Some people have flip-flopped more than 10 times! As shown in the following result from the Scientology Exit Survey I ran a few years back.

attachment.php


It was this very question that made realize how pervasive the the addiction aspects of Scientology really are.
 

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uncover

Gold Meritorious Patron
Now let's have a look at the stats and compare "Marty's hate-blog" to "Emma's natterblog":

Blog entrys on "Marty's hate-blog" since September 23 (1 month): 2

Blog entrys on "Emma's natterblog" since September 23 (1 month): 8

Conclusion:
If Marty doesn't change his stats radically one can predict that more sooner than later he will sink into insignificance - what a big loss..... :eyeroll:
 

dchoiceisalwaysrs

Gold Meritorious Patron
We are very much on the same page.
Except for the last line of which I would insert growing in nature towards discovering the amazing miraculous universe of which we are a sometimes frail sometimes strong essential contributor
Great blog post, Ems.

So true.

What a strange and glitchy human thing, the way we can be so satisfied to give up the confusions, the daily personal judgments and the hard decisions that go with being an individual for the sake of being part of a group that we believe will cure all the ills of this world.

Our social animal nature is to group and leave decisions to the leader, but out human, rational nature is to seek our own paths and think for ourselves.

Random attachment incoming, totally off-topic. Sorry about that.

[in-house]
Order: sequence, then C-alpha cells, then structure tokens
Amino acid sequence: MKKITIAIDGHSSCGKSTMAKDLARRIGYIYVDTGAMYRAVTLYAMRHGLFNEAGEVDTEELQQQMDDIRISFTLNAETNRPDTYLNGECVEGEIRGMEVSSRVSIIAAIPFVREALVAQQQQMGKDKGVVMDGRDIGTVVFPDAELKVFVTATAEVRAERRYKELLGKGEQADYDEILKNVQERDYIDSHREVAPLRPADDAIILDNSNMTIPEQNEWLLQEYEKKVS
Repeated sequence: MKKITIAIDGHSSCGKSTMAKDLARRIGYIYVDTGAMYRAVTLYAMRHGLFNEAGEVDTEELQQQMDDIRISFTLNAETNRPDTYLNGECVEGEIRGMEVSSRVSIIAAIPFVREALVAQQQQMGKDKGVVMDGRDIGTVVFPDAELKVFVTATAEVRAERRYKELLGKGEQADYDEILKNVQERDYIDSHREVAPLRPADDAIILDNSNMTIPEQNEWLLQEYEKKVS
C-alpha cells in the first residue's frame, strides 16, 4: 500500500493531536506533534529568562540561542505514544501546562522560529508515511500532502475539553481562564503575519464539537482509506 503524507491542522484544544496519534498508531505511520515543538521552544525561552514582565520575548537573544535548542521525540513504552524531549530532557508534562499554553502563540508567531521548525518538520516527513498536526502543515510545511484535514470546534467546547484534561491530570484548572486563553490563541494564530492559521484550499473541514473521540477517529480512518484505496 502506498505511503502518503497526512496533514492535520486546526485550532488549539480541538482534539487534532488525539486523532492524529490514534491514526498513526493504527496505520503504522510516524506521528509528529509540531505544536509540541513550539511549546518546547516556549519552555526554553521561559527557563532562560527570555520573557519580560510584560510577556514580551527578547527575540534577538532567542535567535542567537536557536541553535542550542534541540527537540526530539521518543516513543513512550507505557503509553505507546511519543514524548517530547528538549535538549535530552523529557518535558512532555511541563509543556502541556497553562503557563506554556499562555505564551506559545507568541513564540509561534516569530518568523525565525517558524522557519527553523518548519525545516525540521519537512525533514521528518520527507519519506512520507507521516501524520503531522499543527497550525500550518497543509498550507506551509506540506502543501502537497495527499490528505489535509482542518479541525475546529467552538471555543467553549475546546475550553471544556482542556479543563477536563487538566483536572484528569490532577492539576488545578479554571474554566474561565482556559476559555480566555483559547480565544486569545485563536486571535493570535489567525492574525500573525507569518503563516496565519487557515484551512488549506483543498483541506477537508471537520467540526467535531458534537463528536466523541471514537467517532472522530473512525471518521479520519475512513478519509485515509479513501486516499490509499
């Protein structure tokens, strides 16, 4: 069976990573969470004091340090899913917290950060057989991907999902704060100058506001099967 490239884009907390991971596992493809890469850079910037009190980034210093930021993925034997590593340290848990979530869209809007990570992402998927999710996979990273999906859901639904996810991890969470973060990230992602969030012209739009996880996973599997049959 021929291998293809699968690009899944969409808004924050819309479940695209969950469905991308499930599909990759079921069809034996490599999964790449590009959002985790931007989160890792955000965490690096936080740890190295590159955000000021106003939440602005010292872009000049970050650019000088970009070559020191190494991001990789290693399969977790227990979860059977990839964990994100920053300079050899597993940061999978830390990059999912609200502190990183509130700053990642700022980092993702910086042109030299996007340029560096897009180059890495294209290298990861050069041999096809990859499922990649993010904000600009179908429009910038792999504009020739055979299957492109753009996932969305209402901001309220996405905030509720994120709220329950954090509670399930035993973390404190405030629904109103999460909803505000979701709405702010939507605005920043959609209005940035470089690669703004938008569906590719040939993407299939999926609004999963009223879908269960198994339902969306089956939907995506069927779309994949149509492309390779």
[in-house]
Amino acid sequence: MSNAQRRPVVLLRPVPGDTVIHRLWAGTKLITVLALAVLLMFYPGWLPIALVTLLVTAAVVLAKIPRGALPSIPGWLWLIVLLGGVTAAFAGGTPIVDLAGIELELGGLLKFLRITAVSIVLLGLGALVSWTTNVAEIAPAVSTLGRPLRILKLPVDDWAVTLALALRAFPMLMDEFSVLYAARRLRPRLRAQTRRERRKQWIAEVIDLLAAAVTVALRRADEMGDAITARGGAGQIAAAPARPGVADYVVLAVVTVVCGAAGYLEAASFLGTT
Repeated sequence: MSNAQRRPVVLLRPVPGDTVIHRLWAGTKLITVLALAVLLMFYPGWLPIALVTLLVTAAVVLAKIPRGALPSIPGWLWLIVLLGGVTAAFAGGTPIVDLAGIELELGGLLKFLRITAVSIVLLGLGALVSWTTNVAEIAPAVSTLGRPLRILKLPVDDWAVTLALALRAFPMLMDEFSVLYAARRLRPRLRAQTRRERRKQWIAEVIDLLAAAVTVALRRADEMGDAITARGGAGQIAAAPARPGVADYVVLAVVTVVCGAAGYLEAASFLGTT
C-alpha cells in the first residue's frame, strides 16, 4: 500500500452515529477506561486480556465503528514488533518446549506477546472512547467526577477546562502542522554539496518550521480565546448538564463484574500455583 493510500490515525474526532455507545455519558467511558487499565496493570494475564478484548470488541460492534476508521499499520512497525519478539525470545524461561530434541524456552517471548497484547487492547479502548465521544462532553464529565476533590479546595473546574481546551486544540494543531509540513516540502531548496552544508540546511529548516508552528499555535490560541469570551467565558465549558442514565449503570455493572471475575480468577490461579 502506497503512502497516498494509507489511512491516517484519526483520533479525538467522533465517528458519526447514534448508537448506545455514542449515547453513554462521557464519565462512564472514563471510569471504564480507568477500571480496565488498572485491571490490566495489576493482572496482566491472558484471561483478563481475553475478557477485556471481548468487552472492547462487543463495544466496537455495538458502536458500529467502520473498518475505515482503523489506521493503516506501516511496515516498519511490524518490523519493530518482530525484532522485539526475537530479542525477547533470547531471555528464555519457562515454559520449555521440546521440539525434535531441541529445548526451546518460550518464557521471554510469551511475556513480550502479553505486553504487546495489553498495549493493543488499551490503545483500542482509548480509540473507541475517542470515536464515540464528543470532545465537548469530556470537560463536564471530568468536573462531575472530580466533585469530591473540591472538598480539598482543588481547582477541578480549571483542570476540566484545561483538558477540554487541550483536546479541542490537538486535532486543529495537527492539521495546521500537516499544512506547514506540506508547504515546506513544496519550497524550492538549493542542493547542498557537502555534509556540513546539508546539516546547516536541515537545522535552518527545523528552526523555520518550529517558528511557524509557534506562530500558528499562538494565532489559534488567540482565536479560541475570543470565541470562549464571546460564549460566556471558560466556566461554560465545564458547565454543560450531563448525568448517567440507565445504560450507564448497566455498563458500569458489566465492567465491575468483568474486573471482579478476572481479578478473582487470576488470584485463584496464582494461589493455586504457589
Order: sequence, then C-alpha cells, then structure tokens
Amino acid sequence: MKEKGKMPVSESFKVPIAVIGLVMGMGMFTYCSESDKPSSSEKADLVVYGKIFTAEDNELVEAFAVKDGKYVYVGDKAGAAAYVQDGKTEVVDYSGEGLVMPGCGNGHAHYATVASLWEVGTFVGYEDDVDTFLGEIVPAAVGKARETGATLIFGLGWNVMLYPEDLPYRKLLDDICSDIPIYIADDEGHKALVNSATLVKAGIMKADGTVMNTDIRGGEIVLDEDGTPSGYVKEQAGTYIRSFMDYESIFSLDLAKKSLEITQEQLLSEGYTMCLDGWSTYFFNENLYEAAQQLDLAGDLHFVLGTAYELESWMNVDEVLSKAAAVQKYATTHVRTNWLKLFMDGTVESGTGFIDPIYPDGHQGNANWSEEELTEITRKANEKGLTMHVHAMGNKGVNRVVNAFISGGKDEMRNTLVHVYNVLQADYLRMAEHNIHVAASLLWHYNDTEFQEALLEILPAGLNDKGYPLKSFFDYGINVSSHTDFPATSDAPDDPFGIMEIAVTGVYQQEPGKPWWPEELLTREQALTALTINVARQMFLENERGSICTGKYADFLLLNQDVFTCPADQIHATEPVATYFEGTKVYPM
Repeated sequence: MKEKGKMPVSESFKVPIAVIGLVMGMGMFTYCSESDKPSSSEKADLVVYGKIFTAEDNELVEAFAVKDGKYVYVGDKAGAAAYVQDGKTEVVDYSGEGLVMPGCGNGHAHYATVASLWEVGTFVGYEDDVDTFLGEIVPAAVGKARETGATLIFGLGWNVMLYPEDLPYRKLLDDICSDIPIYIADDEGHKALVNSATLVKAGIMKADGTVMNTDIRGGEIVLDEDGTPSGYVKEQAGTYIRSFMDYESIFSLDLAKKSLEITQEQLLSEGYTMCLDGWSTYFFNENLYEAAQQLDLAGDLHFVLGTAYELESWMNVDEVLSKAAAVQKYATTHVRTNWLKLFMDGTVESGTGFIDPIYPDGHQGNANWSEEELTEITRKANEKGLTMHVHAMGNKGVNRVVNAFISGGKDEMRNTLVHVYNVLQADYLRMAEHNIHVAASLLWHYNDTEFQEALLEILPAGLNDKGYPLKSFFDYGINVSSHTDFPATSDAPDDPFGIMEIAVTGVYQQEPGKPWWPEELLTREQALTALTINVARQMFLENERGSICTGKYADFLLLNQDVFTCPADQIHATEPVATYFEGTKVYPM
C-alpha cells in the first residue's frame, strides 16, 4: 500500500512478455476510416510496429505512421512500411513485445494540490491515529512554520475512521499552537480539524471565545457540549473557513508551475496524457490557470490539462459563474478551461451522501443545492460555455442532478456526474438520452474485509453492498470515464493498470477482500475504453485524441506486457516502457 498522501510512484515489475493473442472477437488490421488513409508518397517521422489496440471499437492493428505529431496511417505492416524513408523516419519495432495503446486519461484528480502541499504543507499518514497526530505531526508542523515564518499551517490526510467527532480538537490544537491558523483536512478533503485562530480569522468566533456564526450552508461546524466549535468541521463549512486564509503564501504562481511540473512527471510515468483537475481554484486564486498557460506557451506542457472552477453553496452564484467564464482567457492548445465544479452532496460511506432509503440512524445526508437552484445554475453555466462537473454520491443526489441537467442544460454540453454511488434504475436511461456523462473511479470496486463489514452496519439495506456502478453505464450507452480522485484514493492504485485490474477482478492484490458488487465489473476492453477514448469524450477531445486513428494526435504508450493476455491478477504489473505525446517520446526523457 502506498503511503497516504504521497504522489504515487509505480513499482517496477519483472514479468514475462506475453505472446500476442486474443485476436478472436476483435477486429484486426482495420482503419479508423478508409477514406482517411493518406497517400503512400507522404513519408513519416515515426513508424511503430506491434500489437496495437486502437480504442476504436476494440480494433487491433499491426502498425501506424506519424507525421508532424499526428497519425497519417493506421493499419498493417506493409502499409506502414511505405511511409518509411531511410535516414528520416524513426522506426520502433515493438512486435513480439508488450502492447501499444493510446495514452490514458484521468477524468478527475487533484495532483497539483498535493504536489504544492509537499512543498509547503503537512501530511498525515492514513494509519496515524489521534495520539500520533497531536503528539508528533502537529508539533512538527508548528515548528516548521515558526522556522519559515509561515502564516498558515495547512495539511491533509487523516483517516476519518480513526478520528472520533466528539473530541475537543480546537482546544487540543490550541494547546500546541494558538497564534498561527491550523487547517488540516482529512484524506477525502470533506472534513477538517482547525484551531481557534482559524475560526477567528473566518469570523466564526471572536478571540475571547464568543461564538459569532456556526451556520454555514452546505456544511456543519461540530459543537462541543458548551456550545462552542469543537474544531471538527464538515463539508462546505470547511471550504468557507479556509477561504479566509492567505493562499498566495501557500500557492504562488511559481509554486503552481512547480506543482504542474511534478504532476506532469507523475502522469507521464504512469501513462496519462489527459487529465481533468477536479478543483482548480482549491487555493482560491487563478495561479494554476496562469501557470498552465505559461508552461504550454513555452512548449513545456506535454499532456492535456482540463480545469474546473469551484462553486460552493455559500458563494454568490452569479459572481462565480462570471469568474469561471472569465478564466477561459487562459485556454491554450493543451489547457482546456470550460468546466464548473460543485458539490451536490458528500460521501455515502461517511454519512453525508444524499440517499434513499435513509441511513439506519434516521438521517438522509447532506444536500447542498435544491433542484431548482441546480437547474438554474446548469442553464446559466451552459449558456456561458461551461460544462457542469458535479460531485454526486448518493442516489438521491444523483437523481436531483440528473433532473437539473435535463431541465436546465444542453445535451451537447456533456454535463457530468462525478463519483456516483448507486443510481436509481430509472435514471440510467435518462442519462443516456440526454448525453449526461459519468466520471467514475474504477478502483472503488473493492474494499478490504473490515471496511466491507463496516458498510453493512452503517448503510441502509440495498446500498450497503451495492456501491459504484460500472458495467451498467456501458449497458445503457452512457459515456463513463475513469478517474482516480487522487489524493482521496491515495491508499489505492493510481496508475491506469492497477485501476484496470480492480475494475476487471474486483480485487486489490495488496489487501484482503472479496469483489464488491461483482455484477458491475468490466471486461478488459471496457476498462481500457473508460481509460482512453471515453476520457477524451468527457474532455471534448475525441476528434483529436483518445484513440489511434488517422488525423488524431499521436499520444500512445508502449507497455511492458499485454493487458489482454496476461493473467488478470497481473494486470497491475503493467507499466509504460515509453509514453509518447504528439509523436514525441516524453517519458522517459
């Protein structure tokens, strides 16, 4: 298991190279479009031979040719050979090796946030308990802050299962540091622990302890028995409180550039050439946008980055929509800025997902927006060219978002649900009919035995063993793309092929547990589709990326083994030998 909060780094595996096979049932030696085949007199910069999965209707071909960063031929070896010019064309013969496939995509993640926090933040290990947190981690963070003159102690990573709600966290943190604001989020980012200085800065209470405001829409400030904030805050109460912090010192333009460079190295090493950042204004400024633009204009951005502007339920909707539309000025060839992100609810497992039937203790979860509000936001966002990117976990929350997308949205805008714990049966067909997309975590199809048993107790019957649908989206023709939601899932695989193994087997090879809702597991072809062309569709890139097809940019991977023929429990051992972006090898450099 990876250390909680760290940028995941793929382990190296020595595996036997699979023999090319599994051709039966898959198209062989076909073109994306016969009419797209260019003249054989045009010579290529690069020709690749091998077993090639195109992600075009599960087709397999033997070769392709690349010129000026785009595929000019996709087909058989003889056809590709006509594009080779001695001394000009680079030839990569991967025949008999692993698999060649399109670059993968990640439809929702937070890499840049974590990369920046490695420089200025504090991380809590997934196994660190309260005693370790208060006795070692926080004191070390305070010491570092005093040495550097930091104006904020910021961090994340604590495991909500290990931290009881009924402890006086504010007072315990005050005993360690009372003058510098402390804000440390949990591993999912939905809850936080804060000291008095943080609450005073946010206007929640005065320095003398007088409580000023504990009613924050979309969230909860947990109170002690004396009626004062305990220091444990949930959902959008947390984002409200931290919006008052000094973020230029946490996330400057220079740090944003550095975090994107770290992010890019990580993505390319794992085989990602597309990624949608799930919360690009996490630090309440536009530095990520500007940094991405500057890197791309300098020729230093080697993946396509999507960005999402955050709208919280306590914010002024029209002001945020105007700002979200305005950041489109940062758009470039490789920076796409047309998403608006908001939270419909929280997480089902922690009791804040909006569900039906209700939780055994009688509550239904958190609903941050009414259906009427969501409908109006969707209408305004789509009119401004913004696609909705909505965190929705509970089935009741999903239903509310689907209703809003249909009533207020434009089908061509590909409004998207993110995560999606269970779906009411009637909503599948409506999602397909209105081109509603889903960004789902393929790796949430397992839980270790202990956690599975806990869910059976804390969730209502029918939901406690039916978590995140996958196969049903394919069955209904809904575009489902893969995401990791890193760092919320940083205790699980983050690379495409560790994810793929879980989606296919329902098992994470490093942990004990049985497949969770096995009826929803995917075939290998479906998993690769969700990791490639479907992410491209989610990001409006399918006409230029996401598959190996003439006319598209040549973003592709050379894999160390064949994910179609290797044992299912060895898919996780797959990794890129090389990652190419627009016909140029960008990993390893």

That conflict exists in everyone's lives. The urge to be part of the pack and take part in pack mentality, whether at a hockey game or trying to be part of the 'in' crowd in high school. When the pack mentality is constant, resistance is so much harder. When we think like social animals, we don't 'think' very rationally at all.

I truly wonder about our dual nature as humankind. Is this part of our biological progression as a species to experience this conflict? What will humans be like in a hundred years or a thousand - will our brains develop in such a way that we can still be completely rational and not feel conflicted if we hold non-mainstream opinions, or will we still feel that loss of community from group-think and a united purpose? Will human groups always instinctually bond against those that are different?

And what is this other powerful, basic, urge, this urge to sacrifice everything for the sake of the larger good? Why is this urge so powerful that it blocks rational thought? Why is it innate?

So many questions, so many guesses and theories but no answers. Just blowing in the wind.

[video=youtube;3l4nVByCL44]https://www.youtube.com/watch?v=3l4nVByCL44&noredirect=1[/video]
 

oneonewasaracecar

Gold Meritorious Patron
TomKat, it's not considered appropriate to copy something over from a different web site and post it here in its entireity. Reposting a small portion is all right, especially if you want to discuss it further.

Helena

Natterblog is Emma's so I'm pretty sure she is OK with that.

I understand that even though Emma has a new site now, she still has some sentimental feelings for ESMB.

If not, I'm sure she'll [STRIKE] do a KR and sue this squirrel site[/STRIKE] click the report button.